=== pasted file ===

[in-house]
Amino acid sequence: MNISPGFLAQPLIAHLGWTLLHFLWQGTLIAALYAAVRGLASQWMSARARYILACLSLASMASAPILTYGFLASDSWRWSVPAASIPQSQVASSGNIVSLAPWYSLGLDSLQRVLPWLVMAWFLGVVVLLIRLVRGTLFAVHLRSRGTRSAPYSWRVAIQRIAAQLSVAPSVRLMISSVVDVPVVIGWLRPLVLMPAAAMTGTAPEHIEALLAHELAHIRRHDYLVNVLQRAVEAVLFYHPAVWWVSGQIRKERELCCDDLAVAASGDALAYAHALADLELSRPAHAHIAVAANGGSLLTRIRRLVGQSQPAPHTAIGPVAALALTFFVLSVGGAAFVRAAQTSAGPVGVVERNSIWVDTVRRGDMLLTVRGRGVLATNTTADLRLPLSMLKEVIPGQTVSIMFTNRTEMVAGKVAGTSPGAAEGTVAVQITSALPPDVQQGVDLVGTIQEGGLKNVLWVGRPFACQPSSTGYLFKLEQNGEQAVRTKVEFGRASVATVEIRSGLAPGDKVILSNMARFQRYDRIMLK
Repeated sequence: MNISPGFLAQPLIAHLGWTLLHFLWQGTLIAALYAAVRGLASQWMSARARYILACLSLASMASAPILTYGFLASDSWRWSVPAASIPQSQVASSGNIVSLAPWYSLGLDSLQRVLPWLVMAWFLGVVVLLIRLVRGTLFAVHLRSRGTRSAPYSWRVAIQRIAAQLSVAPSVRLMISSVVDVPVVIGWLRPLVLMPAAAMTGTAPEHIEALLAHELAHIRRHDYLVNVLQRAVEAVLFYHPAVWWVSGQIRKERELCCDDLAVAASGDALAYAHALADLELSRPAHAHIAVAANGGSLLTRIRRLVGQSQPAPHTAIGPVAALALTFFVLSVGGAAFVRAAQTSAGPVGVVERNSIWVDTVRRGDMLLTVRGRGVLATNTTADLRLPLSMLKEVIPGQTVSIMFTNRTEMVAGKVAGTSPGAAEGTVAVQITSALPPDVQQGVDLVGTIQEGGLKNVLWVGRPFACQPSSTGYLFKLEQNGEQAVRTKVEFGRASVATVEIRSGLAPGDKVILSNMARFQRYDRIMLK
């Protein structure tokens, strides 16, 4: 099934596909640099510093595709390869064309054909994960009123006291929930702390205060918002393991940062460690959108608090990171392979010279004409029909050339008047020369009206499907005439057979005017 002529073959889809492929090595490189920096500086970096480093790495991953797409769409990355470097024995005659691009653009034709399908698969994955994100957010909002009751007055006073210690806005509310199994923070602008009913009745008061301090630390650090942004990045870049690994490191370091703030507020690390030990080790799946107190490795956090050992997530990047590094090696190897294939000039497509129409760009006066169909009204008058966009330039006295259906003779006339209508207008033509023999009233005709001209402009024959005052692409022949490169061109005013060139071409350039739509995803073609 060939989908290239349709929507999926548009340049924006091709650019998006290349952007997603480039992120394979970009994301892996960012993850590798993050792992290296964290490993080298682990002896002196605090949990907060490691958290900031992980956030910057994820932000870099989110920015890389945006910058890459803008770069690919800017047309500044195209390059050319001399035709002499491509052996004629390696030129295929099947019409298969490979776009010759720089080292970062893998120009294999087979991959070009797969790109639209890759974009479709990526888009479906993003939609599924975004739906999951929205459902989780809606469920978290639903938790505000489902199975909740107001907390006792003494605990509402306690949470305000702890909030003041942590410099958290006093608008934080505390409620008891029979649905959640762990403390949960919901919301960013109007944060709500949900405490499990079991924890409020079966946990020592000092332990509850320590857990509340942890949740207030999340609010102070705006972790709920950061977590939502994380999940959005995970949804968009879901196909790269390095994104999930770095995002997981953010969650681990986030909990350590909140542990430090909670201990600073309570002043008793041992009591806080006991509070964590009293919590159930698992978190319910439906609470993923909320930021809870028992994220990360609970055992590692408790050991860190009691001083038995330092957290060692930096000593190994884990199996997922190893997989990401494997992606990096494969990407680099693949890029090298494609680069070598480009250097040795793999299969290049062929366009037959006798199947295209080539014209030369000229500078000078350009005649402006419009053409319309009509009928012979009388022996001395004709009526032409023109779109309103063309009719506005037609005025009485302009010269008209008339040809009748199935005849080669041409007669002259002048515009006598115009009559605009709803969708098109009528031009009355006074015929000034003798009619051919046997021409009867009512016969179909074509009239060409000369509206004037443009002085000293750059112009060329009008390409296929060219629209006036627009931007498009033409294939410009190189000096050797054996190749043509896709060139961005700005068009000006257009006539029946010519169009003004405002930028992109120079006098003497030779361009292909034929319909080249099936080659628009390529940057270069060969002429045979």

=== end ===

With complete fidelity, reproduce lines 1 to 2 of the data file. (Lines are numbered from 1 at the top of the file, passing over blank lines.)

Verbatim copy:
[in-house]
Amino acid sequence: MNISPGFLAQPLIAHLGWTLLHFLWQGTLIAALYAAVRGLASQWMSARARYILACLSLASMASAPILTYGFLASDSWRWSVPAASIPQSQVASSGNIVSLAPWYSLGLDSLQRVLPWLVMAWFLGVVVLLIRLVRGTLFAVHLRSRGTRSAPYSWRVAIQRIAAQLSVAPSVRLMISSVVDVPVVIGWLRPLVLMPAAAMTGTAPEHIEALLAHELAHIRRHDYLVNVLQRAVEAVLFYHPAVWWVSGQIRKERELCCDDLAVAASGDALAYAHALADLELSRPAHAHIAVAANGGSLLTRIRRLVGQSQPAPHTAIGPVAALALTFFVLSVGGAAFVRAAQTSAGPVGVVERNSIWVDTVRRGDMLLTVRGRGVLATNTTADLRLPLSMLKEVIPGQTVSIMFTNRTEMVAGKVAGTSPGAAEGTVAVQITSALPPDVQQGVDLVGTIQEGGLKNVLWVGRPFACQPSSTGYLFKLEQNGEQAVRTKVEFGRASVATVEIRSGLAPGDKVILSNMARFQRYDRIMLK